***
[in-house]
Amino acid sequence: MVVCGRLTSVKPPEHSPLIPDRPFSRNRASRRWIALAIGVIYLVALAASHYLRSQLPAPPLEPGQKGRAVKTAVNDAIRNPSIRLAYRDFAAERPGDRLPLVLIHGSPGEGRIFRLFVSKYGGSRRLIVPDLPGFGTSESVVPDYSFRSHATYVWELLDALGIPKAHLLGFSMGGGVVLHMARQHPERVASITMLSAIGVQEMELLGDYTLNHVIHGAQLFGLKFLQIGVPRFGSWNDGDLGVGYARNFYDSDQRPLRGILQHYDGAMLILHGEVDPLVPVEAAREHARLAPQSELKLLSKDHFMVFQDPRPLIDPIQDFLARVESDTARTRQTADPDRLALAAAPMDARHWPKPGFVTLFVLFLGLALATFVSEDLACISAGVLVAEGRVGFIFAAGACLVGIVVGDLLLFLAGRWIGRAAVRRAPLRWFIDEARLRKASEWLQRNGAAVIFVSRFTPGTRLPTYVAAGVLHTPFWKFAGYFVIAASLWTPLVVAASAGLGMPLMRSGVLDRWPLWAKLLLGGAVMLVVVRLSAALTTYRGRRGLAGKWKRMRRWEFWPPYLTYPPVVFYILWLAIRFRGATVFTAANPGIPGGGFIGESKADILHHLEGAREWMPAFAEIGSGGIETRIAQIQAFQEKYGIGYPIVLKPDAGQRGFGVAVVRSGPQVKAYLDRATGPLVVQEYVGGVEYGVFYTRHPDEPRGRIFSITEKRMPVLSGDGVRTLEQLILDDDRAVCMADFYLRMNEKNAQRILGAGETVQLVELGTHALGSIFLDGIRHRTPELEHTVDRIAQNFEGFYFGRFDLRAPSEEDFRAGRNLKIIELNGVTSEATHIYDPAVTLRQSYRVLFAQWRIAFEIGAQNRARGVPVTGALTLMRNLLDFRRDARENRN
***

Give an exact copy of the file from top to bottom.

[in-house]
Amino acid sequence: MVVCGRLTSVKPPEHSPLIPDRPFSRNRASRRWIALAIGVIYLVALAASHYLRSQLPAPPLEPGQKGRAVKTAVNDAIRNPSIRLAYRDFAAERPGDRLPLVLIHGSPGEGRIFRLFVSKYGGSRRLIVPDLPGFGTSESVVPDYSFRSHATYVWELLDALGIPKAHLLGFSMGGGVVLHMARQHPERVASITMLSAIGVQEMELLGDYTLNHVIHGAQLFGLKFLQIGVPRFGSWNDGDLGVGYARNFYDSDQRPLRGILQHYDGAMLILHGEVDPLVPVEAAREHARLAPQSELKLLSKDHFMVFQDPRPLIDPIQDFLARVESDTARTRQTADPDRLALAAAPMDARHWPKPGFVTLFVLFLGLALATFVSEDLACISAGVLVAEGRVGFIFAAGACLVGIVVGDLLLFLAGRWIGRAAVRRAPLRWFIDEARLRKASEWLQRNGAAVIFVSRFTPGTRLPTYVAAGVLHTPFWKFAGYFVIAASLWTPLVVAASAGLGMPLMRSGVLDRWPLWAKLLLGGAVMLVVVRLSAALTTYRGRRGLAGKWKRMRRWEFWPPYLTYPPVVFYILWLAIRFRGATVFTAANPGIPGGGFIGESKADILHHLEGAREWMPAFAEIGSGGIETRIAQIQAFQEKYGIGYPIVLKPDAGQRGFGVAVVRSGPQVKAYLDRATGPLVVQEYVGGVEYGVFYTRHPDEPRGRIFSITEKRMPVLSGDGVRTLEQLILDDDRAVCMADFYLRMNEKNAQRILGAGETVQLVELGTHALGSIFLDGIRHRTPELEHTVDRIAQNFEGFYFGRFDLRAPSEEDFRAGRNLKIIELNGVTSEATHIYDPAVTLRQSYRVLFAQWRIAFEIGAQNRARGVPVTGALTLMRNLLDFRRDARENRN